TUESDAY, March 18, 2014 (HealthDay News) -- Seniors with chronic obstructive pulmonary disease (COPD) have an increased risk of developing mental decline, especially thinking problems without apparent memory loss, a new study suggests.
This diminished brain function -- called "nonamnestic" mild cognitive impairment -- was significantly more common among older adults with COPD than those without the disabling respiratory disorder, according to the study of more than 1,400 adults.
"We found that COPD was associated with problems with attention, planning and problem-solving, but not with memory," said study co-author Michelle Mielke, an associate professor with the division of epidemiology at the Mayo Clinic in Rochester, Minn.
"This is important, because for one thing COPD is potentially preventable," Mielke said. Also, in order to preserve long-term mental functioning, this finding highlights the need to try to stop COPD from occurring altogether or treat it early when it does occur, she said.
COPD is a common, progressive disease characterized by reduced airflow to the lungs, resulting in shortness of breath, wheezing and coughing. The main types of COPD are chronic bronchitis and emphysema. Smoking is the leading cause of the condition.
For the new study, published online March 17 in the journal JAMA Neurology, the researchers focused on about 1,400 randomly chosen Minnesota residents. All were between 70 and 89 years, and had a clean bill of mental health when the study launched in 2004.
More than 170 participants were deemed to have COPD at the study's start. These patients were more likely to be men, older, and former or current smokers, the researchers found, and they also were more likely to have coronary artery disease or high blood pressure.
Tests conducted every 15 months during an average follow-up of five years revealed that 370 patients went on to develop some mental impairment.
Memory problems were a factor for about 62 percent of that group, but investigators found no evidence that COPD raised the risk for developing this "amnestic" type of impairment.
They determined, however, that a COPD diagnosis was linked with an 83 percent higher risk for developing non-amnestic mental decline, which accounted for more than a quarter of the cases of reduced mental functioning.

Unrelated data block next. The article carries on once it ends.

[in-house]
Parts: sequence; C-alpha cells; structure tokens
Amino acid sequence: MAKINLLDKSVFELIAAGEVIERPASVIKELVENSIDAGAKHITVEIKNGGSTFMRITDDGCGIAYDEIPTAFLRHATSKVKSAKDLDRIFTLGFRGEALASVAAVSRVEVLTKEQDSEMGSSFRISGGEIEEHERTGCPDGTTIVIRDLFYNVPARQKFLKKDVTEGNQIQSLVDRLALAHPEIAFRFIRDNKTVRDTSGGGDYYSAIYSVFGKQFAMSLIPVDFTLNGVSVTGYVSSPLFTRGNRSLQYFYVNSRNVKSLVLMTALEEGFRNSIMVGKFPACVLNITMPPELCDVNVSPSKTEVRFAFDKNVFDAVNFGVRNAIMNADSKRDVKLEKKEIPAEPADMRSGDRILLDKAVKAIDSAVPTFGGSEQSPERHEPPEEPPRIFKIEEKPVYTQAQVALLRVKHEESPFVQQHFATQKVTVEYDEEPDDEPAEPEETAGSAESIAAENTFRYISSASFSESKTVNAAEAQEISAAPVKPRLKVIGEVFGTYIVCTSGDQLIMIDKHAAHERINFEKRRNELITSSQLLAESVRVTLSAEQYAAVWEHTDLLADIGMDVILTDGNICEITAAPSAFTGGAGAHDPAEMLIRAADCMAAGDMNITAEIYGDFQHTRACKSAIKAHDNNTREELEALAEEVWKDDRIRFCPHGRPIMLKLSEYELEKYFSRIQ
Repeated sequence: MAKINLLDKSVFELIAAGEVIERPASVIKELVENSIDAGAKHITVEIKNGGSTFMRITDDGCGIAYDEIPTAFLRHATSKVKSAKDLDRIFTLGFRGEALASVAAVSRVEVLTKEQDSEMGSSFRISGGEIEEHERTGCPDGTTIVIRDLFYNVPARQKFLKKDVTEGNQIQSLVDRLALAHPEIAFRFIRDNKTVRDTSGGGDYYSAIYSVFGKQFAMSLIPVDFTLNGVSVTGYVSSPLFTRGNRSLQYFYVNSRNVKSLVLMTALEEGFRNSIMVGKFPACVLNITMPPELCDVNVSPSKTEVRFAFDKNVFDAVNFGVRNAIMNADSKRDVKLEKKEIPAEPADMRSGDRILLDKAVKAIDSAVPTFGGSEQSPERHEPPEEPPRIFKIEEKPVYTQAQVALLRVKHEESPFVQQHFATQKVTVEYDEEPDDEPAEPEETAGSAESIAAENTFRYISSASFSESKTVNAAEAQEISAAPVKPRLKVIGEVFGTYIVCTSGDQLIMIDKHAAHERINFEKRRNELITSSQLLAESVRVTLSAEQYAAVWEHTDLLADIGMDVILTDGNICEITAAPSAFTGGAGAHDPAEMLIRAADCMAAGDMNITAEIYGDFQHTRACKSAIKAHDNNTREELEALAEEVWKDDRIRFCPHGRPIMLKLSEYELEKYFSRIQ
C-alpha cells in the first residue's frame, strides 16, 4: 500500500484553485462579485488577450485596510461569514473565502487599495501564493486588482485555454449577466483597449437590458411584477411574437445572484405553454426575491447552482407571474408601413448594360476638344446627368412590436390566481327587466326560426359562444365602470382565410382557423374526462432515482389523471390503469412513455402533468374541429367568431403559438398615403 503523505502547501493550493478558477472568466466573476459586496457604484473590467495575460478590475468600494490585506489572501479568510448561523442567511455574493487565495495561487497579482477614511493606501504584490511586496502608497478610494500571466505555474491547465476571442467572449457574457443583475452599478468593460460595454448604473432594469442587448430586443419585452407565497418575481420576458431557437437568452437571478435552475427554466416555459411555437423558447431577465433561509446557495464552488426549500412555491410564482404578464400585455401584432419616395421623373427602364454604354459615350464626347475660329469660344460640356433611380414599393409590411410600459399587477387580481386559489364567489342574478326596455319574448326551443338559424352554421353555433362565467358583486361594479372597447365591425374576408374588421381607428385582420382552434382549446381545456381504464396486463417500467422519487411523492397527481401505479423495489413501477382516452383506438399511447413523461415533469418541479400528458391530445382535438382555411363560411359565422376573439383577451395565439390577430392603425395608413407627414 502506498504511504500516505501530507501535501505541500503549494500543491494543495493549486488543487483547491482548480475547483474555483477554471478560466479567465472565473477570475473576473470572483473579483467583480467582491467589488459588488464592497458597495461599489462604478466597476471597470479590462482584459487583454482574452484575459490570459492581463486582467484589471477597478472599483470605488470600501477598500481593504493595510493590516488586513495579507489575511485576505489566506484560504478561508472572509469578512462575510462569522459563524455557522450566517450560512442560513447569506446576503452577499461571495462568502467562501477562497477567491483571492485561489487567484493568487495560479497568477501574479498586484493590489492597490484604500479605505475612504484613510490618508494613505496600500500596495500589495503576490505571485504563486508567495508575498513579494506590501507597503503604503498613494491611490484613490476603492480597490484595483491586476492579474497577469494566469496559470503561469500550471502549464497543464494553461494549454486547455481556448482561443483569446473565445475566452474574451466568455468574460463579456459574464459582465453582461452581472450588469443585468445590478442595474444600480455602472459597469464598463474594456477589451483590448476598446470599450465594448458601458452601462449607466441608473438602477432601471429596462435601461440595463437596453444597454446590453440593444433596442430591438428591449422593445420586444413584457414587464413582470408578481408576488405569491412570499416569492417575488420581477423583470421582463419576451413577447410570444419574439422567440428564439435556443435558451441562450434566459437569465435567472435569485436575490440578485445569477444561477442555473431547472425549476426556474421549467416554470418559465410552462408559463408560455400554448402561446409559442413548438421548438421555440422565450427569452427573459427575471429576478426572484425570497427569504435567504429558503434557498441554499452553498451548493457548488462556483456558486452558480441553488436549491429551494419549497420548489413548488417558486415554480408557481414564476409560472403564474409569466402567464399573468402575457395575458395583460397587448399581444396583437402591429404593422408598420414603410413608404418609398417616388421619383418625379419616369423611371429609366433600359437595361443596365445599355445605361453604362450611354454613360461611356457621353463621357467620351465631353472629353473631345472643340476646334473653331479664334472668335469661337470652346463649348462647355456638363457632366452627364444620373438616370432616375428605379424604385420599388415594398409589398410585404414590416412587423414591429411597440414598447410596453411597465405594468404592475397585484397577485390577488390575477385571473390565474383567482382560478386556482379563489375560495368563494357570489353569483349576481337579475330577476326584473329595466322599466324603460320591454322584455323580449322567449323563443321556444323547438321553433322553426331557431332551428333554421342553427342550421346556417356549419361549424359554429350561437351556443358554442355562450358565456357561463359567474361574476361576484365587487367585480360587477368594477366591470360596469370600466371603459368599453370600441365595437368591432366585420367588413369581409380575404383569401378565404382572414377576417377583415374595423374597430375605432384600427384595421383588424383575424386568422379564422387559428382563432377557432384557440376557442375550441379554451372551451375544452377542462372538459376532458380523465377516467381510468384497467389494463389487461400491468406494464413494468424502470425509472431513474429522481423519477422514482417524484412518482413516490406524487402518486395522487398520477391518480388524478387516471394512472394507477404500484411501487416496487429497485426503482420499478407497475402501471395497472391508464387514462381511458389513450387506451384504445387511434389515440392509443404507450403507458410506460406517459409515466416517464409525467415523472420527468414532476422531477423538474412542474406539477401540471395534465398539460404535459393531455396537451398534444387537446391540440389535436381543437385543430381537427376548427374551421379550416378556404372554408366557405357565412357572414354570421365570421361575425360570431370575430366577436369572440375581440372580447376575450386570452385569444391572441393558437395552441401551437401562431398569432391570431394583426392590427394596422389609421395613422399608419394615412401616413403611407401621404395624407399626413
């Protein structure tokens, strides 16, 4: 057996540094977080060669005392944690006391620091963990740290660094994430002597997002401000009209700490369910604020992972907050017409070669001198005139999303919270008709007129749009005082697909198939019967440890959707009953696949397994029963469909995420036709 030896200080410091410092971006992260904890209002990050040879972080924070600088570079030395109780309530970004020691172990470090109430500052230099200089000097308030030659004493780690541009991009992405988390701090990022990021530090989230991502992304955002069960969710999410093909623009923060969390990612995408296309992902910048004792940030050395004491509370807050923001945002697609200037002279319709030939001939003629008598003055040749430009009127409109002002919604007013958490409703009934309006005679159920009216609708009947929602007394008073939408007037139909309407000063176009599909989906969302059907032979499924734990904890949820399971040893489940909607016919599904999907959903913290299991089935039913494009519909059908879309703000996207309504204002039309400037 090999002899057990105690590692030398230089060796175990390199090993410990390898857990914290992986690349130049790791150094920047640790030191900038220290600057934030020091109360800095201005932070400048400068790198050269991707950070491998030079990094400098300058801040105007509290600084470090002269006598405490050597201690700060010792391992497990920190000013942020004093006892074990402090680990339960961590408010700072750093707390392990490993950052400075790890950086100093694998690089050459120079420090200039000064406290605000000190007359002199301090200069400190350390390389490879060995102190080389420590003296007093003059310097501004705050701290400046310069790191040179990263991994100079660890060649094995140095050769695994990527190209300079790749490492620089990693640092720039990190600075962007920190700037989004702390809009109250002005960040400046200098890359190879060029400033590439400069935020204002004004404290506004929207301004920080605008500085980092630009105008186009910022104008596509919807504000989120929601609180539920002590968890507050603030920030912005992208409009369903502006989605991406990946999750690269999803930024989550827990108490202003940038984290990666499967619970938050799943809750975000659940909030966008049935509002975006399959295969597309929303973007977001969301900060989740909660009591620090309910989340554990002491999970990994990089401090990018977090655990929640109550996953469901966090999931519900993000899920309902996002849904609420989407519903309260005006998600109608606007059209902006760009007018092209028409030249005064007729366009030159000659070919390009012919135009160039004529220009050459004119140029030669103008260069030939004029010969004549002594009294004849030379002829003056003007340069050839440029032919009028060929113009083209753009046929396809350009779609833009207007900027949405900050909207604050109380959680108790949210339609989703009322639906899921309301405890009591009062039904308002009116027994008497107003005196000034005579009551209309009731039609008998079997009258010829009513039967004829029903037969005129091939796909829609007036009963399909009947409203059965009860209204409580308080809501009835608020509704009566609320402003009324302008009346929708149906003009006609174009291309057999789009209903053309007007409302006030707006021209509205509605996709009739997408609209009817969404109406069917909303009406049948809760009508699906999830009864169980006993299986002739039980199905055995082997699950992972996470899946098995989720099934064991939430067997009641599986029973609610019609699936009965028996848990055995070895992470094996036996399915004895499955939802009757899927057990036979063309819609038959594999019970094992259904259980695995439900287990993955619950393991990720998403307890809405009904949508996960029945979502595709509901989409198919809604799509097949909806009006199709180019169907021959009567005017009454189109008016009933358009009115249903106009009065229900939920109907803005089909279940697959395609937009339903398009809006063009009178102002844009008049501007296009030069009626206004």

What's more, the longer a patient had COPD, the greater their risk for this type of decline. Those who had COPD for five years or more were found to face a 2.5 times greater risk for developing attention and problem-solving problems without memory loss.
Going forward, Mielke said the researchers will seek to better understand the exact ways in which COPD elevates risk of mental impairment.
The ways in which COPD might affect mental functioning are probably complex and varied, noted Dr. Jonathan Samet, chair of the department of preventive medicine at the Keck School of Medicine at the University of Southern California.
As COPD progresses, "oxygen and gas exchange becomes more and more compromised, so that at the more severe end of the spectrum you see people who are on oxygen (supplementation) all of the time," Samet said. "The presence of COPD might imply that the brain is just not getting as much oxygen as needed. And the damage this study is seeing could occur through that route."
Many people with COPD report sleep difficulties, which could perhaps worsen mental functioning, he added.
Smoking's role must be considered, too, since it is a risk factor for both COPD and reduced mental functioning, Samet pointed out.
"Smoking, which causes COPD, is also a tremendous cause of inflammation," Samet said. "And there's a lot of speculation that inflammation may play a significant role in mild cognitive impairment risk."
For now, Mielke said, clinicians should be vigilant about identifying COPD among seniors, in order to quickly intervene and perhaps lower the risk for mental difficulties.
"It is important to aggressively treat COPD early in an effort to prevent or delay the onset of [mild cognitive impairment]," she said. "It is also important to regularly assess cognitive function among people who have COPD."
People with COPD, the third leading cause of death in the United States, find breathing and everyday activities increasingly difficult as the disease progresses. Each year, COPD kills almost 134,000 people in the United States, according to the American Lung Association.
For more information on COPD, visit the U.S. National Heart, Lung, and Blood Institute.
SOURCES: Michelle Mielke, Ph.D., associate professor, division of epidemiology, department of health sciences research, and department of neurology, Mayo Clinic, Rochester, Minn.; Jonathan Samet, M.D., M.S., professor and chair, department of preventive medicine, Keck School of Medicine, University of Southern California, and director, USC Institute for Global Health, Los Angeles; March 17, 2014, JAMA Neurology, online